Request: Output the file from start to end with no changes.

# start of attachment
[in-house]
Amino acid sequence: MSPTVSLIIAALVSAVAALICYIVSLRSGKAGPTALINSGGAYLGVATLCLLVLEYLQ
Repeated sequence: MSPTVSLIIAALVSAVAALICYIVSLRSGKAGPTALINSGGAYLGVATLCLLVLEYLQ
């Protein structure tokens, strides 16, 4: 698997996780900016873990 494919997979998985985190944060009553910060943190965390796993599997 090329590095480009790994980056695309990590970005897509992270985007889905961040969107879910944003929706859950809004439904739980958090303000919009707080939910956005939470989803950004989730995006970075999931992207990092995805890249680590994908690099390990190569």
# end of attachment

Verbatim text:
[in-house]
Amino acid sequence: MSPTVSLIIAALVSAVAALICYIVSLRSGKAGPTALINSGGAYLGVATLCLLVLEYLQ
Repeated sequence: MSPTVSLIIAALVSAVAALICYIVSLRSGKAGPTALINSGGAYLGVATLCLLVLEYLQ
């Protein structure tokens, strides 16, 4: 698997996780900016873990 494919997979998985985190944060009553910060943190965390796993599997 090329590095480009790994980056695309990590970005897509992270985007889905961040969107879910944003929706859950809004439904739980958090303000919009707080939910956005939470989803950004989730995006970075999931992207990092995805890249680590994908690099390990190569």